Therefore, we speculate that treatment with an ATP citrate lyase inhibitor, whether used alone or in combination with a statin or ezetimibe, would be likely reduce the risk of cardiovascular events by approximately 20% for each decrease of 40 mg/dL (1.0 mmol per liter) in the LDL cholesterol level. This speculation assumes that an ATP citrate lyase inhibitor has no off-target effects; this is impossible to determine without large and long clinical trials.

Furthermore, we found that decreased LDL cholesterol levels associated with variants that mimic ATP citrate lyase inhibitors and statins had similar effects on multiple different cardiovascular events, including death from cardiovascular disease. Because randomized trials have shown that reducing LDL cholesterol levels with a statin reduces the risk of death from cardiovascular disease, it is reasonable to assume that lowering LDL cholesterol levels with an ATP citrate lyase inhibitor could also reduce the risk of death from cardiovascular disease. Again, this assumption is based on the unknown side effects and off-target effects of such an inhibitor. In addition, because genetic variants that mimic the effect of ATP citrate lyase inhibitors appear to lower LDL cholesterol levels by the same mechanism of action as statins and because randomized trials have shown that treatment with a statin is not associated with an increased risk of cancer or death from cancer, it would seem reasonable to extrapolate that lowering LDL cholesterol levels with an ATP citrate lyase inhibitor would be unlikely to increase the risk of cancer. In the specific case of bempedoic acid, we cannot rule out the possibility that a drug-specific effect of this agent, unrelated to its intended mechanism of action, increases the risk of death from cancer.

Our study has limitations.

  • First, as mentioned, genetic variants that mimic the effect of a therapeutic agent cannot anticipate potential drug-specific adverse effects of a therapy that is not related to its mechanism of action (i.e., off-target effects).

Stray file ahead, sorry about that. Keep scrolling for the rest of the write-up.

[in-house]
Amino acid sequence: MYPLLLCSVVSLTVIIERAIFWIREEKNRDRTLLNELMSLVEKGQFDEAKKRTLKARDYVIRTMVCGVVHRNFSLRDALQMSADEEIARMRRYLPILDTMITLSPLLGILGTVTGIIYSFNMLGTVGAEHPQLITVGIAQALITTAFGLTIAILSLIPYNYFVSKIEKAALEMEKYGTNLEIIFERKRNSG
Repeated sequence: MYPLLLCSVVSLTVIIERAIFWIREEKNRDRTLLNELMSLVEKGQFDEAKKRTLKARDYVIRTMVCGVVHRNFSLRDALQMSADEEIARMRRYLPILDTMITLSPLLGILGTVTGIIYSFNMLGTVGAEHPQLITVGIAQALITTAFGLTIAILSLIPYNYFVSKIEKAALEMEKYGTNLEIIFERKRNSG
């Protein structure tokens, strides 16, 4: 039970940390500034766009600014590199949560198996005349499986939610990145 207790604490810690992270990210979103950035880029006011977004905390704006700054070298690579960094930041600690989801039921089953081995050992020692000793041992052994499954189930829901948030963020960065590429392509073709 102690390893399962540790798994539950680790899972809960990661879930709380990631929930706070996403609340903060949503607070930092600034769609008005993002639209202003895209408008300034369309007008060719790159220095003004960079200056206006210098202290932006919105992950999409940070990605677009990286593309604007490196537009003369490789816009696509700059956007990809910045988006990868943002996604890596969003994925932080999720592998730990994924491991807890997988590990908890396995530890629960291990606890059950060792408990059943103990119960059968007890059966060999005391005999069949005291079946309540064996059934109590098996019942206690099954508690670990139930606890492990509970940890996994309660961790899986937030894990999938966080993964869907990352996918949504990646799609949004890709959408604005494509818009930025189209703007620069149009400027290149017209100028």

• Second, genetic variants reflect the effect of lifelong exposure to a biomarker on an outcome and therefore cannot be used to estimate the expected effect of short-term pharmacologic changes in that biomarker directly. 

  • Third, most major adverse effects tend to be uncommon, leading to imprecise estimates of effect, particularly with genetic variants that have small effects on the exposure of interest. As a result, evaluation of the association between a genetic variant that mimics the effect of a therapeutic agent and numerous potential adverse outcomes can lead to both spurious suggestions of increased risk and false reassurances of safety owing to potential off-target effects, imprecise estimates of effect, the play of chance related to multiple testing, and difficulties in translating the observed effect of lifelong exposure into the expected effect of short-term pharmacologic changes.

In conclusion, we found that genetic variants that mimic the effect of ATP citrate lyase inhibitors and statins appeared to lower plasma LDL cholesterol levels by the same mechanism of action. They were associated with nearly identical effects on the risk of cardiovascular disease and cancer per unit decrease in the LDL cholesterol level.